Many industry experts have estimated the size of the contingent workforce in the US, with some predicting it could approach 40% of the total workforce, or more, by 2020. Recently, no less an expert than the renowned consulting firm McKinsey & Co published a study that came to a simple conclusion: the number of people freelancing is much larger than you might think, and it is growing quickly.

The extensive report, published by the McKinsey Global Institute, is titled: Independent Work: Choice, Necessity, and the Gig Economy (NOTE: this 3.8 Mb PDF document is free to download). For many independent workers who already do project-based solo work this topic really is non-news. In today’s economy, we all know consultants, freelancers, contractors, and temporary workers who do not have a traditional job.  McKinsey calls all of these workers and the companies who depend on their services the Gig economy, and it is much larger than you think.

For the team at TalentWave, research like this validates our core purpose: we operate in the middle of the independent workforce ecosystem helping contractors and the clients who need their skills, to work together safely and efficiently. The thousands of contractors and hundreds of enterprise clients that we interact with each day are living proof of the vitality of this growing segment of the workforce.

A few selected highlights from this excellent report:

20% – 30% of workers are independent workers

When defined by three criteria of “a high degree of autonomy, payment by task, and short-term relationships between the worker and client”, McKinsey estimates that 20-30% of the working age population are freelancers in the US and Europe. According to their research, this translates to approximately 162 million people.

Segmentation of the independent workforce

As you might expect from a consulting firm like McKinsey, they chose to illustrate their segmentation findings via a 2×2 matrix. As shown in the infographic below, McKinsey used two dimensions to show segmentation:

  1. Is it primary or supplemental income?
  2. Is it the preferred or non-preferred way of working.

McKinsey segments the gig economy

They break the total independent workforce down into four sub-segments:

  • 30% free agents who choose independent work; full-time; it is their main source of income
  • 40% casual earners who choose independent work to supplement income from other sources
  • 14% reluctants who would actually prefer traditional working arrangements (i.e. they would rather be an employee of a company)
  • 16% financially strapped who do this work out of financial necessity

Most people choose to work independently

More than 70% of people are doing independent work because they want to, not because they have to. Furthermore, this group is also happier than their traditionally employed counterparts are. McKinsey also found that 1 in 6 traditionally employed workers would prefer to work independently.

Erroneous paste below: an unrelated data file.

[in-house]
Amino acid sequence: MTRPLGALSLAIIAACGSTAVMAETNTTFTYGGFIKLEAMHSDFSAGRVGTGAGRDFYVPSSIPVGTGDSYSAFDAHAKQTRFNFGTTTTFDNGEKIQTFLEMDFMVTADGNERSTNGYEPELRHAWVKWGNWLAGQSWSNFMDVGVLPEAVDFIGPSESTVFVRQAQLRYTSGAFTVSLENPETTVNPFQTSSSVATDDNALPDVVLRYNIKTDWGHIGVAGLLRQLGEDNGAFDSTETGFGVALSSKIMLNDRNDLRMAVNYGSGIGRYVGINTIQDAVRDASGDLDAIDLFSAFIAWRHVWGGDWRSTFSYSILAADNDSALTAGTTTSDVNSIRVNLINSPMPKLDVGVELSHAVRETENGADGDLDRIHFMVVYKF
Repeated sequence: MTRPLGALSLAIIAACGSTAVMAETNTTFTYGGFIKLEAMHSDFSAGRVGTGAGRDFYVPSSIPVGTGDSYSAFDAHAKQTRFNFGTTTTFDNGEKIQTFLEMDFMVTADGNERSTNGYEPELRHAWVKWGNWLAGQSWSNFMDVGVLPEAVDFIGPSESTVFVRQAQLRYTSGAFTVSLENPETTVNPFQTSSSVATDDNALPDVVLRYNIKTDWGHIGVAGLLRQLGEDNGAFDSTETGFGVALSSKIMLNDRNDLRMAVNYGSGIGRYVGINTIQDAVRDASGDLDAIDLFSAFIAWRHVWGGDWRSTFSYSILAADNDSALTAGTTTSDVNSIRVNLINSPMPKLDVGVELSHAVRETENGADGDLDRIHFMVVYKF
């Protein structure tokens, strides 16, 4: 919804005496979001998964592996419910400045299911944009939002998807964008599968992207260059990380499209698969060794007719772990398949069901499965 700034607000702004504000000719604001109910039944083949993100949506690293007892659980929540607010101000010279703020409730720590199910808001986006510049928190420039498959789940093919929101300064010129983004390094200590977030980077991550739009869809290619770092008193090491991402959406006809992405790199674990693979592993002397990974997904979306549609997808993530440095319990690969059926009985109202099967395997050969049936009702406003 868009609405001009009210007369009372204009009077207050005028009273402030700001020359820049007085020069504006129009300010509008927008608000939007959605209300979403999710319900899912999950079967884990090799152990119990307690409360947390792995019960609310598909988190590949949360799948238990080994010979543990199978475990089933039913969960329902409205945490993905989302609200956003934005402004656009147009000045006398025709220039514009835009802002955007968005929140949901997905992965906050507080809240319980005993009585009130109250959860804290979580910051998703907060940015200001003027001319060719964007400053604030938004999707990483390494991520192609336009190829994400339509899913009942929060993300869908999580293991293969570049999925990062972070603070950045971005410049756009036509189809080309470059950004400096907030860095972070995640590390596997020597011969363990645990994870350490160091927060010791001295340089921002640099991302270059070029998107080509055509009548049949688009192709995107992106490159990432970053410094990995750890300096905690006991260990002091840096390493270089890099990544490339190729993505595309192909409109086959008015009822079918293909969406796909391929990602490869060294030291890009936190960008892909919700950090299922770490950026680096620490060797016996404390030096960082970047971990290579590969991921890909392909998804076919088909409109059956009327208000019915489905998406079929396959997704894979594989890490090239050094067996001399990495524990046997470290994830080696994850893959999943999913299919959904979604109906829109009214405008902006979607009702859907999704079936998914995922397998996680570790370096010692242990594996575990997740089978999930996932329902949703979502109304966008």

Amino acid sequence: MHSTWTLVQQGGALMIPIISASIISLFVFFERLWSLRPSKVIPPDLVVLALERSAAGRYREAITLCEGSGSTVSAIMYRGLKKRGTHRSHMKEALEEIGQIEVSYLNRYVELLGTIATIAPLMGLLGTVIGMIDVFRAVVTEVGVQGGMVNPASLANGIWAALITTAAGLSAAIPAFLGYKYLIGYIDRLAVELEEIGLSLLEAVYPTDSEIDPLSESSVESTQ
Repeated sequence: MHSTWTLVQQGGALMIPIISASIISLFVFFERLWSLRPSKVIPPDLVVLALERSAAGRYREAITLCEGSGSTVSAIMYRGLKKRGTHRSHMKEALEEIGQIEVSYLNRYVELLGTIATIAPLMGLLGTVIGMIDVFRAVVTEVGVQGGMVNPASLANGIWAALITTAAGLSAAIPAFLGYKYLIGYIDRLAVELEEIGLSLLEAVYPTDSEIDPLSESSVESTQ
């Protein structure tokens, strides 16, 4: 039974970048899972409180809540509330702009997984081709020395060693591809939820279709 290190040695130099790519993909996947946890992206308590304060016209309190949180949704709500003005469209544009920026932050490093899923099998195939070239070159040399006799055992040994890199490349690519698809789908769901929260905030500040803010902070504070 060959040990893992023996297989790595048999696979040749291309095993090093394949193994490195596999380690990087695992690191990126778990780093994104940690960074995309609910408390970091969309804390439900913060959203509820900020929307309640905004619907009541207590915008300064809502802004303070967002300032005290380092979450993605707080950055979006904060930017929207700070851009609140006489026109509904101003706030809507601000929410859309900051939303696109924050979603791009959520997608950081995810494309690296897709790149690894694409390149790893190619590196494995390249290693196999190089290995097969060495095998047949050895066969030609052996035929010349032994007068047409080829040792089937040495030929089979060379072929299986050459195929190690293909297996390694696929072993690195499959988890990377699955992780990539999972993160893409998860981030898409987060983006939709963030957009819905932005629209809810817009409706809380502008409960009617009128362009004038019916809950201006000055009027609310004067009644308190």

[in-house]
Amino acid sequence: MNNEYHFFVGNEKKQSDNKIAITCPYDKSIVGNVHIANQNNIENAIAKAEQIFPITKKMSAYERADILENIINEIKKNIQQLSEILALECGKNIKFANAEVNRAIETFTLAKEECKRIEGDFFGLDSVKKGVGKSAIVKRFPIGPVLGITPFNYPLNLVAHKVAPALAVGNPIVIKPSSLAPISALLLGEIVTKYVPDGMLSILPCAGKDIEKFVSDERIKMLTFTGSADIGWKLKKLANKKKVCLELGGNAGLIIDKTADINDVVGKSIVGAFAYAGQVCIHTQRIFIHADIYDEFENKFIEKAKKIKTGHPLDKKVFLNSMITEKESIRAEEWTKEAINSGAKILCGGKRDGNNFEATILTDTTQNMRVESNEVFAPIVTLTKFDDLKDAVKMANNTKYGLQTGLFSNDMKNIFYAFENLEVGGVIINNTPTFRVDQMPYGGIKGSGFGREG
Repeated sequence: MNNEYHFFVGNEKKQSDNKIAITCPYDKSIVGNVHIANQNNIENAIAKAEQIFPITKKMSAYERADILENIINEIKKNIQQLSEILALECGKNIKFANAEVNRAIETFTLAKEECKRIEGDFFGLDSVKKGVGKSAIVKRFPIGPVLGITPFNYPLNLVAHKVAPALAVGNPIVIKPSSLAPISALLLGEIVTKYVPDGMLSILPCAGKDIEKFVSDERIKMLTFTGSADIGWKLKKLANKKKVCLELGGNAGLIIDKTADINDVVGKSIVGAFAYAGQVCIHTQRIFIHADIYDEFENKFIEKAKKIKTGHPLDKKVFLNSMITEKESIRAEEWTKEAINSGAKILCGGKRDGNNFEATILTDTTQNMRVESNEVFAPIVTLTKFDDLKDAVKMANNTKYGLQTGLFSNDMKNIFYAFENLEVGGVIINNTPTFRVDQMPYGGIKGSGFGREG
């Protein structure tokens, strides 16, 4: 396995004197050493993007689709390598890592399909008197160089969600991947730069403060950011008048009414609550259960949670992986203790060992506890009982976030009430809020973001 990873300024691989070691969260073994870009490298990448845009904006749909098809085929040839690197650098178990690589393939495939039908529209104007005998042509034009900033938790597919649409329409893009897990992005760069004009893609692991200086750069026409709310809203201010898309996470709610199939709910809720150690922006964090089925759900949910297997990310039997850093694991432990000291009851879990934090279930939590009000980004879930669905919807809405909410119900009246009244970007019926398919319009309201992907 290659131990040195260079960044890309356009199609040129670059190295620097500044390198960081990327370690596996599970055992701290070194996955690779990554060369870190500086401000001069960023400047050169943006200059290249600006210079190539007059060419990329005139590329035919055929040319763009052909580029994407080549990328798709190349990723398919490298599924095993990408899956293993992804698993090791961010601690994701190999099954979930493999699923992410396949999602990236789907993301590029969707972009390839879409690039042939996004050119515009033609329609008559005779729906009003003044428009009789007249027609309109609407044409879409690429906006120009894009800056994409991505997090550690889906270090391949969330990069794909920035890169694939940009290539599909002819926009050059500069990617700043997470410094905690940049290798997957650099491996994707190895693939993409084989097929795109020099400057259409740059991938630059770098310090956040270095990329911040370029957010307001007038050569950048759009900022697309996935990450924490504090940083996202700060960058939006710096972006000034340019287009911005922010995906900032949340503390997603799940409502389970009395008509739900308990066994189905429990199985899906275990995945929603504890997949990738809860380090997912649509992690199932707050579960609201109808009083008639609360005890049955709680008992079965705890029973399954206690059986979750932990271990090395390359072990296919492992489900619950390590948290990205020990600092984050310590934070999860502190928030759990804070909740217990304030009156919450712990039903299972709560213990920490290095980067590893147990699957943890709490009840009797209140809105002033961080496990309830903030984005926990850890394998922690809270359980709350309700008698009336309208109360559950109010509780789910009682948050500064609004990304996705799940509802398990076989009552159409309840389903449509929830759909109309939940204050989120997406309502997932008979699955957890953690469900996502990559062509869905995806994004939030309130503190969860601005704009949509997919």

Digital platforms enable freelance work

It should come as no great surprise that technology is an enabler, making it easier to match talent supply and demand. In today’s innovative and fast-moving economy, there are a number of different technology and services solutions available in the marketplace, including TalentWave’s TalentBridge solution.

However, technology enabled independent talent procurement is still in its infancy. Of the 162 million independent workers, McKinsey estimates only 9 million (or 5.5%) have earned income from a digital platform. The vast majority of independent workers are providing their labor directly to clients, without a digital platform as an intermediary.

Everything old is new again!

It is interesting to note that working independently is not a new dynamic in the U.S. If you go back a little over 100 years and examine self-employment rates from the prior turn of the century, we can see that independent work was once very common – reaching 45% of the workforce in 1900. As our economy became more industrialized, and the labor movement picked up political steam, traditional company employment started to become the norm. McKinsey concludes that this trend has clearly started to reverse, and in the next 100 years, we will see the independent workforce start to grow again.

Conclusion

With many Baby Boomers leaving the fulltime workforce, there are relatively fewer Gen X workers available to backfill those vacated senior positions. This talent shortage is further exacerbated by the fact that a growing number of skilled and experienced professionals from each generation in the workforce—Baby Boomers, Gen X, Gen Y, and the newly emerging Gen Z—are choosing to become independent workers.

A significant number of these independent workers are highly skilled professionals, including many in the STEM fields, who simply do not want a fulltime, traditional job. Instead, they are choosing to go the independent route, engaging on short-term contracts that enable them to move from project to project according to their needs and preferences.

This research by McKinsey shows that the independent workforce is large, and growing. With this backdrop, it is clear that companies must rethink how they find and engage workers. Enterprises who need to attract and retain top talent in order to get vital work done and stay ahead of the competition must look beyond traditional employees and embrace the independent workforce. TalentWave, as the industry’s most experienced independent workforce compliance and engagement solution provider, is well positioned to help companies safely and efficiently engage this valuable segment of talent.